Marquette, Michigan – Northern Michigan University's PBS station, WNMU-TV, joins Michigan's five other public television stations in launching the Michigan Learning Channel (MLC). The MLC, developed in partnership with leading educators and community leaders, delivers instructional programming to students, parents, and teachers 24 hours each day, seven days a week.
In the WNMU-TV viewing area, the MLC is available to tv antenna viewers over-the-air on channel 13.4. The channel is also live-streamed online at MichiganLearning.org and posted for on-demand viewing on various digital and social media platforms, including cell phones and other mobile devices.
The Michigan Learning Channel seeks to provide supplemental instructional material for use by students, educators, and families throughout the State. Program schedules are available to teachers, parents, and school administrators for integration with school curriculum and can be viewed at MichiganLearning.org/schedule.
The Michigan Learning Channel provides curriculum-aligned instructional resources for students and teachers and families, beginning with Pre-K up to 3rd grade. Program content is focused on literacy, math and social-emotional learning.
The MLC is unique because many MLC programs are produced explicitly with Michigan education experts' guidance and delivered by Michigan educators. Other programs come from nationally respected producers of instructional content.
Initial content available to Michigan families and educators includes:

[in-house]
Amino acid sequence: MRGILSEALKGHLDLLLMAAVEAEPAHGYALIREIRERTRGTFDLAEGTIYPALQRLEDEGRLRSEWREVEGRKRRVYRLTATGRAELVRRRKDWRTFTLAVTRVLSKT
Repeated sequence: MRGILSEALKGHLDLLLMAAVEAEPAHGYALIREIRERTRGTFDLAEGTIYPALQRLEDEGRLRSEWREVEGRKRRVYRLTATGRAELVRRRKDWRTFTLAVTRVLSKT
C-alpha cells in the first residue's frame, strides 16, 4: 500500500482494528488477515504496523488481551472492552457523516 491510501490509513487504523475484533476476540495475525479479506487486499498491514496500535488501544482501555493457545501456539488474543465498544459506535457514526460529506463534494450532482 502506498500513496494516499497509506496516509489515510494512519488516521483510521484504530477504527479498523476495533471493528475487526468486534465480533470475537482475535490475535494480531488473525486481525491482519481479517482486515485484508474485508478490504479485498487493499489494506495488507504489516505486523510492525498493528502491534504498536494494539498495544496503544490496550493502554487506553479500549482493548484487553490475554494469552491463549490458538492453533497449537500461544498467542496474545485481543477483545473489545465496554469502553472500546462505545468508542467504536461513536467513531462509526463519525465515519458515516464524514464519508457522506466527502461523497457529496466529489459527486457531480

- Math Mights: Using a variety of strategies to make math fun and promote the understanding of math processes for K-3rd graders from SIS4Teachers, a Michigan-based company
- Read with Me at Home: Literacy lessons produced by the Colorado Department of Education in collaboration with Rocky Mountain PBS, developed in response to school closures
- Let's Learn: Reading, math and science lessons for pre-K to 6th grade from WNET in New York
- INPact at Home: Exercise breaks designed to motivate kids to get up from their keyboards and get moving, produced by Detroit Public TV and the University of Michigan School of Kinesiology
- POPChecks: Short messages encouraging students to Pause, Own their feelings and Practice centering themselves, produced for the MLC by Mindful Learning, under the direction of social-emotional learning expert Carla PhilibertIn addition to the initial Pre-K to 3rd-grade schedule, supplemental content is broadcast for grades 4-12. Evening and overnight programming is also being scheduled for older students in grades 6-12. Weekends will feature a variety of programming from Michigan sources in social studies and science, as well as documentaries with educational resources.
Plans for the Michigan Learning Channel include adding more Michigan teachers providing content for primary and secondary education and eventually adding adult educational content, developed in collaboration with unions, community colleges, and universities. These programs would support the completion of college and career certification programs to help fill high-need positions in the workforce.
The Michigan Learning Channel concept has been endorsed by the Michigan Department of Education, the Michigan Elementary and Middle School Principals Association (MEMSPA), the Michigan Association of Intermediate School Administrators (MAISA), the Michigan Association of Superintendents and Administrators (MASA) and the Business Leaders for Michigan (BLM).